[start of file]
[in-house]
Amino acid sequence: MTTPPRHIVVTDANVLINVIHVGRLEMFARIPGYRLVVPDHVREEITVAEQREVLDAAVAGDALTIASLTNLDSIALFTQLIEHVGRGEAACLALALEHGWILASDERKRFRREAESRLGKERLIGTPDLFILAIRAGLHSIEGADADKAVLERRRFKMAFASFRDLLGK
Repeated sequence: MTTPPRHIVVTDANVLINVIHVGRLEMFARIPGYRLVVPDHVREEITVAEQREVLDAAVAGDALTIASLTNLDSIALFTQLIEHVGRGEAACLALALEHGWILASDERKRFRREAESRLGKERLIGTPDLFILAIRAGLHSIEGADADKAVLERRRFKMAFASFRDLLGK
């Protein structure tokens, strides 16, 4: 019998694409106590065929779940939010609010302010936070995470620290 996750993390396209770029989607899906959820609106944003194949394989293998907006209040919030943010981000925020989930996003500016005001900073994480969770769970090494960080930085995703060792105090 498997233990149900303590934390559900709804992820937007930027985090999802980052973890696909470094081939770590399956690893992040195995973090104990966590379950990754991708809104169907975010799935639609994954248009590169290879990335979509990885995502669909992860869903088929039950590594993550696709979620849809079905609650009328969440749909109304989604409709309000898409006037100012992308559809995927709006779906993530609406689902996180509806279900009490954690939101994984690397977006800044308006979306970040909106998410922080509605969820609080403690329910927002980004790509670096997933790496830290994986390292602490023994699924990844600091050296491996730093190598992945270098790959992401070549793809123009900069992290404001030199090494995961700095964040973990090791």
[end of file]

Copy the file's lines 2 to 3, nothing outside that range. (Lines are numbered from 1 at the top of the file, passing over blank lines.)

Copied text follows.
Amino acid sequence: MTTPPRHIVVTDANVLINVIHVGRLEMFARIPGYRLVVPDHVREEITVAEQREVLDAAVAGDALTIASLTNLDSIALFTQLIEHVGRGEAACLALALEHGWILASDERKRFRREAESRLGKERLIGTPDLFILAIRAGLHSIEGADADKAVLERRRFKMAFASFRDLLGK
Repeated sequence: MTTPPRHIVVTDANVLINVIHVGRLEMFARIPGYRLVVPDHVREEITVAEQREVLDAAVAGDALTIASLTNLDSIALFTQLIEHVGRGEAACLALALEHGWILASDERKRFRREAESRLGKERLIGTPDLFILAIRAGLHSIEGADADKAVLERRRFKMAFASFRDLLGK